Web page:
UN relief chief condemns killing of aid workers as tribal clashes leave 1,000 dead
Press statement: UN
The Humanitarian Coordinator in South Sudan, Alain Noudéhou, has strongly condemned the killing of three aid w,orkers in Jonglei, in northeastern South Sudan, and called for an end to recurring acts of violence which are disrupting life-saving assistance and COVID-19 response in many parts of the country.
On 16 May, a Médecins Sans Frontières (MSF) staff member and two staff members of another humanitarian organization were killed, after intense fighting erupted in and around Pieri town, Jonglei. Hundreds of people were reportedly killed and wounded, many more were forced to flee the area, and several aid workers are still unaccounted for.
“I condemn in the strongest possible terms the killing of three aid workers in Pieri and call for those responsible to be brought swiftly to justice. The Government, all parties and communities must step up efforts to protect humanitarians who are taking great risks to their safety in order to provide much needed assistance to the most vulnerable people in South Sudan,” said Mr. Noudéhou.
Intercommunal violence has broken out several times in the past months in Jonglei, an area that has experienced years of food insecurity and was severely affected by flooding last year. Intercommunal violence is having serious consequences on civilians and aid workers in many parts of the country.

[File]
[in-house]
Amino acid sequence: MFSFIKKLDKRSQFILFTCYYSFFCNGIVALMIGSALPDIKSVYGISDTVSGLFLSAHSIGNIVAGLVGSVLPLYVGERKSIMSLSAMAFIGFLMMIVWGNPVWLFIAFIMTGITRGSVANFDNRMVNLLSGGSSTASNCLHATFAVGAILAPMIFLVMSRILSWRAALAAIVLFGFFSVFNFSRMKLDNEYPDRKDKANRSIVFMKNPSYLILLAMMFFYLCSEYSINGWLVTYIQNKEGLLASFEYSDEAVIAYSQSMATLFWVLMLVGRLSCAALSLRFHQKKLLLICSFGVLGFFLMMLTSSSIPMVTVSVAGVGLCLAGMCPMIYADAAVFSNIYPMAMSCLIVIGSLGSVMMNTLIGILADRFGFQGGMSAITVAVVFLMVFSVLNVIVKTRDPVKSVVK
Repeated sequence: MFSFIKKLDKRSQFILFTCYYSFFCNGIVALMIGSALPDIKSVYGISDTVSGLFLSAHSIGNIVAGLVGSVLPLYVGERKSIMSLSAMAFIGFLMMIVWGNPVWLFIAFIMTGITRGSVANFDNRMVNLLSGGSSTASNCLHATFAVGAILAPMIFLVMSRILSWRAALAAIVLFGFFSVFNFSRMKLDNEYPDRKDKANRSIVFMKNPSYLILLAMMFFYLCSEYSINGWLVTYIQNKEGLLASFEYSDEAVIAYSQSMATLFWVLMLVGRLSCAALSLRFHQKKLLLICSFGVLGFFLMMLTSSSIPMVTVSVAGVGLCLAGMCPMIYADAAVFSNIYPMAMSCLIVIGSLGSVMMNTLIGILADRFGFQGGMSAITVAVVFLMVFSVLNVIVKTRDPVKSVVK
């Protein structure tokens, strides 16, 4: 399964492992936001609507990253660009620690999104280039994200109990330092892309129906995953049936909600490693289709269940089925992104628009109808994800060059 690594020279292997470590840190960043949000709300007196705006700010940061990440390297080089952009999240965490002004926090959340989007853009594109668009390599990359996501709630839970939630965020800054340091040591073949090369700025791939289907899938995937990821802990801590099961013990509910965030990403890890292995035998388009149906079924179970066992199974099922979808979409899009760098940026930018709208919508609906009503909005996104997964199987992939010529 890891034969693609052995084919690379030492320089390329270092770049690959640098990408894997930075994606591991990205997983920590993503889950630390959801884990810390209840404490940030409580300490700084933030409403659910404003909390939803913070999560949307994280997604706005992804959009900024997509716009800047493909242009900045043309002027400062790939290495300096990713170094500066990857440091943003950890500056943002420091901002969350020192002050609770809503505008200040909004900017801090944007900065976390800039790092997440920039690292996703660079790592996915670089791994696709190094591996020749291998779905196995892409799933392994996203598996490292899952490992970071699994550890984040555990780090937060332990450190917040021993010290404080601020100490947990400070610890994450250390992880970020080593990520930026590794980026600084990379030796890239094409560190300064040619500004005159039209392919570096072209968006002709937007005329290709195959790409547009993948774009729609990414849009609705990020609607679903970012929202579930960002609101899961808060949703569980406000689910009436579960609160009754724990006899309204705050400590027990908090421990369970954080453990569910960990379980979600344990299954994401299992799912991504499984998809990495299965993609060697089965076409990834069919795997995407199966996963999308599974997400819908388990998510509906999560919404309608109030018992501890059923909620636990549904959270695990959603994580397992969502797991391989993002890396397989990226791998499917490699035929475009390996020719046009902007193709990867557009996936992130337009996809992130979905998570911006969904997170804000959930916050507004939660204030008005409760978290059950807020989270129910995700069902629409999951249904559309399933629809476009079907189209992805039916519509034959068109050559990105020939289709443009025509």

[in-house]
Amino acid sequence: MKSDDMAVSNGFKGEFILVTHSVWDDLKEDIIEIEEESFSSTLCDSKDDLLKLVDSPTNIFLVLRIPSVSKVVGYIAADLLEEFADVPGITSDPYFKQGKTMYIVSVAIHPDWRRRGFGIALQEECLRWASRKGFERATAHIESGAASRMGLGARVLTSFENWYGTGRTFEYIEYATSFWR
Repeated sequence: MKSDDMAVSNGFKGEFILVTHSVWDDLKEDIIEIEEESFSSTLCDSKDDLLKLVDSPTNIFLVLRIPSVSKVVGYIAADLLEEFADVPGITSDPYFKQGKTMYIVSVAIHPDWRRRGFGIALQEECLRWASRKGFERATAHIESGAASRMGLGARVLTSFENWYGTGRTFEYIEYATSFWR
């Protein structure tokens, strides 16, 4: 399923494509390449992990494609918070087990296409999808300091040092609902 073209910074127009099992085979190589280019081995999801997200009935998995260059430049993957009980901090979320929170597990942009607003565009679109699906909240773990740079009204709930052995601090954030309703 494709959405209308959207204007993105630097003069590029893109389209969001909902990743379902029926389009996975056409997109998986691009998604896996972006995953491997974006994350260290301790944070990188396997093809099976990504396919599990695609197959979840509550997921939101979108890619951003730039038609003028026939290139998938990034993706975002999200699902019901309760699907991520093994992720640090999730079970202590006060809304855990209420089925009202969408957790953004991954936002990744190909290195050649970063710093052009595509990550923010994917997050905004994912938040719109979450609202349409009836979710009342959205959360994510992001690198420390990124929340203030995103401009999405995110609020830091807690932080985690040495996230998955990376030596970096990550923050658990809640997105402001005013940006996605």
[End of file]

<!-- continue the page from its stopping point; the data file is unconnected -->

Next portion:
In addition to intercommunal violence in several locations, armed conflict has persisted in Central and Eastern Equatorias over the past months, displacing thousands of people and adding to the over 7 million people in need of humanitarian assistance throughout the country. Most of the affected people are women and children. This conflict has also disrupted the surveillance of desert locusts, another threat to an already fragile situation.
Intercommunal clashes and armed conflict are hampering humanitarian efforts to pre-position food, medicine and other aid supplies in the final weeks before the rains become heavier and cut off road access to vulnerable communities.
“The violence must therefore stop and humanitarians must be able to reach affected communities freely and without fear,” the Humanitarian Coordinator said.